However, notice that the question asks you about "YES" and (essentially) "NOT YES". This means that you can treat this like an overlapping set question in a 2x2 matrix (as has been described above).

If we re-write the matrix in the question for just "YES" and "NOT YES" and the two subjects, it looks like this:

YES NOT YES
Subject M 500 300
Subject R 400 400

We want to find the people who didn't vote yes for either category. More specifically, we want:

Total = (Yes for M) + (Yes for R) - (Yes for BOTH) + NEITHER

NEITHER is what we are looking for and we are given (Yes for M) and (Yes for R) and we need to find (Yes for BOTH) then we will have one variable to solve for. So how many people are in the (Yes for BOTH) category?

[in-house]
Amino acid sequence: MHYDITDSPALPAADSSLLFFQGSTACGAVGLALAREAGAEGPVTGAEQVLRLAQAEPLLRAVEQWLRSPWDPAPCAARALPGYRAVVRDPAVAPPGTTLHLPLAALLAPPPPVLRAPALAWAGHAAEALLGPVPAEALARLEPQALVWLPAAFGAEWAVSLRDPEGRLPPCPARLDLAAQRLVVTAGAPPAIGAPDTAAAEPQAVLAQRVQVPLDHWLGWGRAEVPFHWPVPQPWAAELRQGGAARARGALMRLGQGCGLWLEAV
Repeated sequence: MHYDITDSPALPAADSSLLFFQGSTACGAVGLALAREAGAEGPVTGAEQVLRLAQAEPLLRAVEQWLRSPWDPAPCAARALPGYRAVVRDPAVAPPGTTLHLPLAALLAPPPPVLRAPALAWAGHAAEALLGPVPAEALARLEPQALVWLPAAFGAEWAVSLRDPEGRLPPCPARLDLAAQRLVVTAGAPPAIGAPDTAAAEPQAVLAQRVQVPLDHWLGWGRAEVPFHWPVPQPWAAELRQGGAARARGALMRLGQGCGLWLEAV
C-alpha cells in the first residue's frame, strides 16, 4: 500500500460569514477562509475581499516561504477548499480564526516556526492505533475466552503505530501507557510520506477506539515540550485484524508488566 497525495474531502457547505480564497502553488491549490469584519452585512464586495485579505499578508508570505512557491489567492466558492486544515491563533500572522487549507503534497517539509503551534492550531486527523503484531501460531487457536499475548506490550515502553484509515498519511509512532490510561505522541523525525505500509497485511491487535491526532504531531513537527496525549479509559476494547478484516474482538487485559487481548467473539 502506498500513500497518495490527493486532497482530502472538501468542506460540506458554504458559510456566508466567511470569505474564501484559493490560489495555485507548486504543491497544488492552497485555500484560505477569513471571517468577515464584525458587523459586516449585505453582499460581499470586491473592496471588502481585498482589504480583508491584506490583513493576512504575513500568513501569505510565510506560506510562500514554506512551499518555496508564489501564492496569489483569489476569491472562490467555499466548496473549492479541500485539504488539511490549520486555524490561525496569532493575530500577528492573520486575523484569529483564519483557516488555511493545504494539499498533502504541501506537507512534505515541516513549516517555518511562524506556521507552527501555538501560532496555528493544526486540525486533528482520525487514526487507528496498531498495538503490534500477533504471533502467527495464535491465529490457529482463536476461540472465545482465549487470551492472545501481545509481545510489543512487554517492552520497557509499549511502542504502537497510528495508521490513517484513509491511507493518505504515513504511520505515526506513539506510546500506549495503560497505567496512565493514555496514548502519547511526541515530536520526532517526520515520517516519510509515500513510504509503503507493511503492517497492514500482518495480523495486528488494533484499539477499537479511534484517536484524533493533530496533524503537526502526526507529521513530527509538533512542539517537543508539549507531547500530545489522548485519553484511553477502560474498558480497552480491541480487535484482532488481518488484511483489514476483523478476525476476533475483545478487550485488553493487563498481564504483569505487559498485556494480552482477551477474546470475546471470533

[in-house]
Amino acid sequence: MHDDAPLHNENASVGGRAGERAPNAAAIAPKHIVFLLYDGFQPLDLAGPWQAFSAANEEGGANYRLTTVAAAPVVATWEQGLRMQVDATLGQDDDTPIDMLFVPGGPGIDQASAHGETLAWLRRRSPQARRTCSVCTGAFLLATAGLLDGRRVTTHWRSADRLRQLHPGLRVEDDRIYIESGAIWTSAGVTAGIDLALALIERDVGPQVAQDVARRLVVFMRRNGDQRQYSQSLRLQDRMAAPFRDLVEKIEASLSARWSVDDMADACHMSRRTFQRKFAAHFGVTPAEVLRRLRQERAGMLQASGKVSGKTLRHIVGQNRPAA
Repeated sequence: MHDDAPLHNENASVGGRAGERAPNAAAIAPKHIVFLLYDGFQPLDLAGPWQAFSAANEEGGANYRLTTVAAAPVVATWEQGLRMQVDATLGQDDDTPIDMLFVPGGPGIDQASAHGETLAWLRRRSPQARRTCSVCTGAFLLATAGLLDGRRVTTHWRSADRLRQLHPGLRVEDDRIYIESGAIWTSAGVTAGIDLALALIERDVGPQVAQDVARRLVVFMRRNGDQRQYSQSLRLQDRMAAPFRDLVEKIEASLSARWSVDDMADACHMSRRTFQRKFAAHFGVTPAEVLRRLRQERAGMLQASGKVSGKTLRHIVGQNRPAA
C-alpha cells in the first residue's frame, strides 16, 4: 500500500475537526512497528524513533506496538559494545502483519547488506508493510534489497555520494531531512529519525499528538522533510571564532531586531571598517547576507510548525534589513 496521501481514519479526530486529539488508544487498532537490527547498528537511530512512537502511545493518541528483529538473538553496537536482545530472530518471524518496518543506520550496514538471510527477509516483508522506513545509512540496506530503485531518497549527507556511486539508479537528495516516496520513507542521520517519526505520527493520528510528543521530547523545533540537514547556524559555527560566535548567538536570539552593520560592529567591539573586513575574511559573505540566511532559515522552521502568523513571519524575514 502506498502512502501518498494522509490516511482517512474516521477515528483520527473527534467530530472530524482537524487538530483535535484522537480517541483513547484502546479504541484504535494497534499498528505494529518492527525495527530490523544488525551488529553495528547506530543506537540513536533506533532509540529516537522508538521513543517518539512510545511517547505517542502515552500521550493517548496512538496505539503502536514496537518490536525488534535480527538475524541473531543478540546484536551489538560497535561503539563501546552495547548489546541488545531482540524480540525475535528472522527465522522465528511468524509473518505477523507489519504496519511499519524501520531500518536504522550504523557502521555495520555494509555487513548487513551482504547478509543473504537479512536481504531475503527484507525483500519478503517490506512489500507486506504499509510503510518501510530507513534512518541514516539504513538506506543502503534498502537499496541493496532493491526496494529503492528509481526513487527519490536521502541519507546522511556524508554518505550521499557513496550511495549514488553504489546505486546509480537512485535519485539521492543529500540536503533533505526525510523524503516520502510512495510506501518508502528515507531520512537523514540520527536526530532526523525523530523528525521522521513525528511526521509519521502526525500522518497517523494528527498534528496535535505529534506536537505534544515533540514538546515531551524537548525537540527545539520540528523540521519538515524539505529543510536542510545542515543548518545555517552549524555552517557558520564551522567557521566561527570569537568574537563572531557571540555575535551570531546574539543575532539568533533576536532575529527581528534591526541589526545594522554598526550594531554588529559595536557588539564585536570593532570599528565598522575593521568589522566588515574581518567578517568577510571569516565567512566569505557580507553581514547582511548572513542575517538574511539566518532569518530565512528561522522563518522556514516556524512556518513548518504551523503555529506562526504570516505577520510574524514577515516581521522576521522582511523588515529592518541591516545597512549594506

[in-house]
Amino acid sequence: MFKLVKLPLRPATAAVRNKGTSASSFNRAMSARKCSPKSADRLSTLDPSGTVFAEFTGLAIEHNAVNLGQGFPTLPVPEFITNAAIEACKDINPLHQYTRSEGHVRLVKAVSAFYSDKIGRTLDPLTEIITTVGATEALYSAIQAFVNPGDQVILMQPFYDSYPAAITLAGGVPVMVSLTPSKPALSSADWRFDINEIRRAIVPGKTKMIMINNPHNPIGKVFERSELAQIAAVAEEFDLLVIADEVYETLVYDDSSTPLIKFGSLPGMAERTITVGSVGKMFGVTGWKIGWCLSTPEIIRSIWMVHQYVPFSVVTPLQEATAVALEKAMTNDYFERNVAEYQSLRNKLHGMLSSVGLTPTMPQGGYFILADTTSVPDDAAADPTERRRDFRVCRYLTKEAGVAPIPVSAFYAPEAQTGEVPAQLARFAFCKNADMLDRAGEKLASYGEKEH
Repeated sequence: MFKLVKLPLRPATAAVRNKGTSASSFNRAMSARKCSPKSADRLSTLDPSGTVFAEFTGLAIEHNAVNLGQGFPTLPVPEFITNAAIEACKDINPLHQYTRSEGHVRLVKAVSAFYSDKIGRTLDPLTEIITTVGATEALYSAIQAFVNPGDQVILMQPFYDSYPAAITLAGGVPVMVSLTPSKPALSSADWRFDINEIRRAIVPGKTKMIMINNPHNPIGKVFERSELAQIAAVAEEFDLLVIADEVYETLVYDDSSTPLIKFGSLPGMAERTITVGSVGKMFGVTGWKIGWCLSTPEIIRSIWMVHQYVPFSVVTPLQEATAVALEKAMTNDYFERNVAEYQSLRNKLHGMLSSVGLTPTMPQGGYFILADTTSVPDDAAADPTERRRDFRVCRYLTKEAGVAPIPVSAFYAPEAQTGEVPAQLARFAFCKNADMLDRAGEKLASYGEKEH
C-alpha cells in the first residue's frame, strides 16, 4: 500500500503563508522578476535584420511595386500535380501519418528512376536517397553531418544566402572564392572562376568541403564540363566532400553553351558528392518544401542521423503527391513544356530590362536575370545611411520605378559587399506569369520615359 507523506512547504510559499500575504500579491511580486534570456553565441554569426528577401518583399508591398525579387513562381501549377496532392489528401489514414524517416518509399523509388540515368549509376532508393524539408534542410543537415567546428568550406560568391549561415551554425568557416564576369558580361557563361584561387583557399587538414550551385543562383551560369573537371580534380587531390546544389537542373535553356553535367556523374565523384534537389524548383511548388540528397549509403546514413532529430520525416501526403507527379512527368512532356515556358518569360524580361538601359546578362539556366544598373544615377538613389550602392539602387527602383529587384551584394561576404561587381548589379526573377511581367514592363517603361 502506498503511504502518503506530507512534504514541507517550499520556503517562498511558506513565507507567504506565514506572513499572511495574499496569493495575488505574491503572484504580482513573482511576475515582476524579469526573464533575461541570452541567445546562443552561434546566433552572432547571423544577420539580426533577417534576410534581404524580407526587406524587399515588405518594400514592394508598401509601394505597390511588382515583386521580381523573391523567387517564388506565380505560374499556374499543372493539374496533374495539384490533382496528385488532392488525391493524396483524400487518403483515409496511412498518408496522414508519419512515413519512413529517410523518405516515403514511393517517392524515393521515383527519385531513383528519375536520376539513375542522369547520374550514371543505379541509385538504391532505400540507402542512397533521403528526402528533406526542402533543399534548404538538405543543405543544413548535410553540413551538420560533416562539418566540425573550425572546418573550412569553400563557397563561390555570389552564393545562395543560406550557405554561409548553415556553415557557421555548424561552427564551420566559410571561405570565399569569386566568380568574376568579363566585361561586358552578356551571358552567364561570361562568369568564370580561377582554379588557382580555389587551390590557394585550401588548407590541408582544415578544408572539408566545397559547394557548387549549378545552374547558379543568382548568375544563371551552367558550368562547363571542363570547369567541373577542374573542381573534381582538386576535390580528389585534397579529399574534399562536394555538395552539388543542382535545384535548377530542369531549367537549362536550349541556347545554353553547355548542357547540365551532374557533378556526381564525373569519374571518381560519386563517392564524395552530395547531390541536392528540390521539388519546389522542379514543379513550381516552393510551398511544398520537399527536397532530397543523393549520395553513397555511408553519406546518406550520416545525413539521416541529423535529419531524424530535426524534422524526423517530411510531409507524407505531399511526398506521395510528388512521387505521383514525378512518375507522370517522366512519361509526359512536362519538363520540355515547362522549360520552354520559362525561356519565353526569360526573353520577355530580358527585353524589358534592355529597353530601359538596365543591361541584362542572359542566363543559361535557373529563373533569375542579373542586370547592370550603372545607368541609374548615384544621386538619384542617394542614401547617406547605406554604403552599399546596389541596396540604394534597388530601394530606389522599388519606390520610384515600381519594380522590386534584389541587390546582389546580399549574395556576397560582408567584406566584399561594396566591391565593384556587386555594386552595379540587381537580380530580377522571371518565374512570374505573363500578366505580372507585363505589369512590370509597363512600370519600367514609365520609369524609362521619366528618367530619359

Ok so then the question tells you that 200 people answered YES for only Subject M. That means there must be (500-200) = 300 people who voted yes for both of them and so are getting double-counted (I think fozzzy's venn diagram shows this pretty well).

Aside: As others have mentioned you can also use this information to find out how many people voted YES for just Subject R (if that was the question). That figure would be 100.

However, we can now solve for the variable we are looking for:

Total = (Yes for M) + (Yes for R) - (Yes for BOTH) + NEITHER
800 = 500 + 400 - 300 + NEITHER
200 = NEITHER

(B)

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A total of 800 students were asked whether they found two subjects, M   [#permalink] 22 Jul 2017, 09:48